It’s easy to look at the crown of a tree and be in awe of the leaves changing their colors and the expanse of its branches. We’re easily drawn in. However, the leaves don’t tell the whole story, nor do the rings throughout its center. The roots are most important to its development.
The roots expand throughout the surrounding earth, having little hairs that grasp onto individual particulates of the soil and bring in the necessary nutrients. They expand and connect with the soil until it creates a firm foundation to be protected from the effects of harsh weather.
Just as the leaves usually steal the show, we also tend to focus on what is flashy and ignore developing our roots. Just as the roots of the tree combine with the soil to create a firm foundation, we should become tightly bound to our communities.
Doing so starts at the core of our business by determining if we are willing to create a reason for customers to be loyal. While marketing strategies and sales tactics typically dominate the spotlight, the best course of action as we face a struggling economy may be less obvious – developing a great customer experience (CX) for the dealership.
According to Murphy & Murphy, companies that developed customer experience attributed up to 25% more retention and revenue than sales or marketing initiatives combined. Gartner revealed that over two-thirds of customer loyalty was driven by customer experience initiatives, McKinsey & Co. discovered that companies who pursued developing CX initiatives realized three times the shareholder returns than those who didn’t.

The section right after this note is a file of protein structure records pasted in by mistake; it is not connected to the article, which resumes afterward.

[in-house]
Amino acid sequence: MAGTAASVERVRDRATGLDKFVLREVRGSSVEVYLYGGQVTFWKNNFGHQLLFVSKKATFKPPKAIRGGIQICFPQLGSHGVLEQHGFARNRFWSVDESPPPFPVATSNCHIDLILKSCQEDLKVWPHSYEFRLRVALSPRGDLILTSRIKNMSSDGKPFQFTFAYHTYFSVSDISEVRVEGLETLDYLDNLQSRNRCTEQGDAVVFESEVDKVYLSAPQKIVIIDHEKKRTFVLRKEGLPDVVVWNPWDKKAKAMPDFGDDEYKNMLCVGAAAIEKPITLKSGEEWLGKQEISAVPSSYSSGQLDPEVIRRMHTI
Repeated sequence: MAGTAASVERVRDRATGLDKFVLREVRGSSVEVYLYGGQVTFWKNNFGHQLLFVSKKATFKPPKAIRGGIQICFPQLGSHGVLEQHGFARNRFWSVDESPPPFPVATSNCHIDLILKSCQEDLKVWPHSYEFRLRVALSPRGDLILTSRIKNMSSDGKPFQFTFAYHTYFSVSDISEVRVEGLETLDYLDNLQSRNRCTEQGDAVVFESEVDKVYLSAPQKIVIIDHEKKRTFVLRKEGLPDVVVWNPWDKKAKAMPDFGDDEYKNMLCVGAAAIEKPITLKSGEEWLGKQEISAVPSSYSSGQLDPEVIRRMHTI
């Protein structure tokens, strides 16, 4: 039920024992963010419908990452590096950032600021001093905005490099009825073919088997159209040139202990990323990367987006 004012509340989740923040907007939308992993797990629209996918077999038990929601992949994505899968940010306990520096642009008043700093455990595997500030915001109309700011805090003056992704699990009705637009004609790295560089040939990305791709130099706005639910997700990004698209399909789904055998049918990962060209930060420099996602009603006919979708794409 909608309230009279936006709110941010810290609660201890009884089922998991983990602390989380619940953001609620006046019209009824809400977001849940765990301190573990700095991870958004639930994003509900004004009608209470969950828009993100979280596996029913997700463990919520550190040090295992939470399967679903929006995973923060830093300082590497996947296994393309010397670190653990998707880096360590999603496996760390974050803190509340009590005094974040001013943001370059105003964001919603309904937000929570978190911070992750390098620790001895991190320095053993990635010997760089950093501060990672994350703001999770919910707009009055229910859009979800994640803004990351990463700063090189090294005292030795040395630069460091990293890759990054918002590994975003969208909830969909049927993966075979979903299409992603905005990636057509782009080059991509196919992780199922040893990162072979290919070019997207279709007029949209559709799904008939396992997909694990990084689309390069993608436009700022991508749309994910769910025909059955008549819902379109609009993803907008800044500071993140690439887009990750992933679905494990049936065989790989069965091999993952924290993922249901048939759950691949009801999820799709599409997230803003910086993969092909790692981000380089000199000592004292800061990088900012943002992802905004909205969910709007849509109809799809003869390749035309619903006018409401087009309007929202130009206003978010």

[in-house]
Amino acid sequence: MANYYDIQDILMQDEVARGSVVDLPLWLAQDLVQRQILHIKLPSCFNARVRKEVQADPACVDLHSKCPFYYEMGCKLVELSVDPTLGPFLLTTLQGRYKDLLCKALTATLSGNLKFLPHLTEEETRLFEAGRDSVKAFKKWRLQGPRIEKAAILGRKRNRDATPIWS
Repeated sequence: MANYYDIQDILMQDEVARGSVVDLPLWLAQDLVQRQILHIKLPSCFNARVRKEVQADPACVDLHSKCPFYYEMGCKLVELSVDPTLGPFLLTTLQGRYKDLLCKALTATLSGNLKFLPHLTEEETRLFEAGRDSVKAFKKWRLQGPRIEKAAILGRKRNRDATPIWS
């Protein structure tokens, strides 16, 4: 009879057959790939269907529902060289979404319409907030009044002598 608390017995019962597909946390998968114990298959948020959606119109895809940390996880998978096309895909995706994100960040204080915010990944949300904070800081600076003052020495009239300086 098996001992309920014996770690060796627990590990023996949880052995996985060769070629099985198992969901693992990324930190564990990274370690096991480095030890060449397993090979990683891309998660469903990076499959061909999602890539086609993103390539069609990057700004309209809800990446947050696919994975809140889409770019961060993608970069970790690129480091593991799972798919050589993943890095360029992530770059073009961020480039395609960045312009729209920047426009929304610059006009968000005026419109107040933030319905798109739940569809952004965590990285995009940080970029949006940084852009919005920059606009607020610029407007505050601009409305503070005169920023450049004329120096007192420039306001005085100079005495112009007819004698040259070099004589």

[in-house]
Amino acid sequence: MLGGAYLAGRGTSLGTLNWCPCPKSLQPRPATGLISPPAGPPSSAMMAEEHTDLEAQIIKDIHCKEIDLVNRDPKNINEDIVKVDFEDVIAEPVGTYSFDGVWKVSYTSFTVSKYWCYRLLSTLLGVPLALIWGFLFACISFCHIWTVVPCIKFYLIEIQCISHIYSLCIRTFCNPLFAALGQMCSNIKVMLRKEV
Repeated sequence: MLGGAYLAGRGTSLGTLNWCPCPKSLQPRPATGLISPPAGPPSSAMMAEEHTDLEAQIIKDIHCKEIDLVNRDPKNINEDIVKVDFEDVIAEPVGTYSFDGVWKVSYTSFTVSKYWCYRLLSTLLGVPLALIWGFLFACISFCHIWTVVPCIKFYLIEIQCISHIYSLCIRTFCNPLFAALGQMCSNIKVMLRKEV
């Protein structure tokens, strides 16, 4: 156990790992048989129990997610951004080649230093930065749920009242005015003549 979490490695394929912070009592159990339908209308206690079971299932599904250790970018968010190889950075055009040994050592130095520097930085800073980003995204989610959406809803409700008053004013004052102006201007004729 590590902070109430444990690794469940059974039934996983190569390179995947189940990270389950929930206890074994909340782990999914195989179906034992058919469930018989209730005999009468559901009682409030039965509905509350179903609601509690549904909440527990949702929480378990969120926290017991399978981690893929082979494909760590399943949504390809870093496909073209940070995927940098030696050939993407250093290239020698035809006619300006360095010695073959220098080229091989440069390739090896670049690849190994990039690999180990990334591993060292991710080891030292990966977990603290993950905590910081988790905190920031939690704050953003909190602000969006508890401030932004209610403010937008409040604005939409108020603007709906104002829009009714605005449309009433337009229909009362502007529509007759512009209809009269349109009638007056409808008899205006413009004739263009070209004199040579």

To develop customer experience, there are four steps:
- Identify opportunities to learn customers’ unstated, salient needs
- Create solutions on how we can make customers feel better about themselves
- Prioritize initiatives that allow us to be different than our competitors
- Build and Test implementations and learn from customer responses.
The goal is to create experiences that have lasting salient impressions, longer than three months. This requires being proactive, not just listening to immediate concerns. We know from recent YouGov data that consumers want honesty, transparency, and respect for their time, but that will only bring you to a desired status quo of expectations.
Think outside the box. Be Bold. Because if you want loyalty, you must earn it.
A great example is a small automotive group in Mishawaka, Indiana that developed a benefits program that incorporated their community, streamlined their in-store process, and gave an added benefit of protection for customers and their households. They stood out by taking care of their customers first. Their roots are woven throughout the fabric of the community, and they stand out from the larger groups surrounding them.
To build loyalty, it takes time and intentionality. Being serious about customer experience and finding ways to serve your communities will allow you to last the changing seasons.